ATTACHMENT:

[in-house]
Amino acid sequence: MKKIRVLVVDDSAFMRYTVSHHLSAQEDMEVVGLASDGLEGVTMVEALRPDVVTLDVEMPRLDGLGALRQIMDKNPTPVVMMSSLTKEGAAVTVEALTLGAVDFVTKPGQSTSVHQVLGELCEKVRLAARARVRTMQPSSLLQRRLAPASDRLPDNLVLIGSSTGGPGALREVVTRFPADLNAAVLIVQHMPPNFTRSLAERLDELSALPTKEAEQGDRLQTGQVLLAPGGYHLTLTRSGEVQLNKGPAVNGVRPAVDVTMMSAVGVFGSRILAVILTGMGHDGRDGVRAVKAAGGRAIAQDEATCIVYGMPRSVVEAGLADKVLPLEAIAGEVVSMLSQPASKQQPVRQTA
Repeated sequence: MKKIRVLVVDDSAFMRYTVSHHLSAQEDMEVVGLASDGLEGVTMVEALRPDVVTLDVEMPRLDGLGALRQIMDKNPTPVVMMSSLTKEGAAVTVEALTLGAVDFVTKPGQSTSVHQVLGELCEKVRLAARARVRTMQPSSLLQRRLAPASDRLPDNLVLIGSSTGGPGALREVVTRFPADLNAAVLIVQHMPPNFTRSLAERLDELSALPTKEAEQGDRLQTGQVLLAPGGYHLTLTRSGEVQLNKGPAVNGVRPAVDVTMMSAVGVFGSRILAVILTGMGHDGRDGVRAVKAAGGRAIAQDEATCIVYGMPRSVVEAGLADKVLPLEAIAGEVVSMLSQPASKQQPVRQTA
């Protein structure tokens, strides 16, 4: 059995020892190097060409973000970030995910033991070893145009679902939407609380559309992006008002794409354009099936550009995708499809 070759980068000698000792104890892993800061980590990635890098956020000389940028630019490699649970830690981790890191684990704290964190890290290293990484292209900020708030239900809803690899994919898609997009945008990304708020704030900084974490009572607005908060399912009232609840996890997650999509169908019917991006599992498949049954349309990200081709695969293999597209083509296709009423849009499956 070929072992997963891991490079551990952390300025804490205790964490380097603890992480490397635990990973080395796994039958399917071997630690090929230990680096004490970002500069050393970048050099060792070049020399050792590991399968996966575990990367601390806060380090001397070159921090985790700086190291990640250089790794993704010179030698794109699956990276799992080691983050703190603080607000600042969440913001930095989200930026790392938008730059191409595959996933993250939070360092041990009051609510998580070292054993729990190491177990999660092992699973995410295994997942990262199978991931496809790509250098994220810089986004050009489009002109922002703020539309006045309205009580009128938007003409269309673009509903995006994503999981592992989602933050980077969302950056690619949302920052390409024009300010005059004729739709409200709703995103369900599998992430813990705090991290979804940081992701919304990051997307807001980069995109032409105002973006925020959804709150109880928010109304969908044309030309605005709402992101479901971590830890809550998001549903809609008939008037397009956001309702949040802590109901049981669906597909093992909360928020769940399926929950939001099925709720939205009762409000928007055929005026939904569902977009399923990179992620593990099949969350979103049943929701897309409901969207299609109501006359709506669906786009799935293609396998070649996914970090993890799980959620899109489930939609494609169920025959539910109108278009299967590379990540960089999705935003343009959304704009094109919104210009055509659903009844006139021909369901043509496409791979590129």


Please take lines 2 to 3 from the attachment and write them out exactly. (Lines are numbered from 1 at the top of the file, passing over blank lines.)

Amino acid sequence: MKKIRVLVVDDSAFMRYTVSHHLSAQEDMEVVGLASDGLEGVTMVEALRPDVVTLDVEMPRLDGLGALRQIMDKNPTPVVMMSSLTKEGAAVTVEALTLGAVDFVTKPGQSTSVHQVLGELCEKVRLAARARVRTMQPSSLLQRRLAPASDRLPDNLVLIGSSTGGPGALREVVTRFPADLNAAVLIVQHMPPNFTRSLAERLDELSALPTKEAEQGDRLQTGQVLLAPGGYHLTLTRSGEVQLNKGPAVNGVRPAVDVTMMSAVGVFGSRILAVILTGMGHDGRDGVRAVKAAGGRAIAQDEATCIVYGMPRSVVEAGLADKVLPLEAIAGEVVSMLSQPASKQQPVRQTA
Repeated sequence: MKKIRVLVVDDSAFMRYTVSHHLSAQEDMEVVGLASDGLEGVTMVEALRPDVVTLDVEMPRLDGLGALRQIMDKNPTPVVMMSSLTKEGAAVTVEALTLGAVDFVTKPGQSTSVHQVLGELCEKVRLAARARVRTMQPSSLLQRRLAPASDRLPDNLVLIGSSTGGPGALREVVTRFPADLNAAVLIVQHMPPNFTRSLAERLDELSALPTKEAEQGDRLQTGQVLLAPGGYHLTLTRSGEVQLNKGPAVNGVRPAVDVTMMSAVGVFGSRILAVILTGMGHDGRDGVRAVKAAGGRAIAQDEATCIVYGMPRSVVEAGLADKVLPLEAIAGEVVSMLSQPASKQQPVRQTA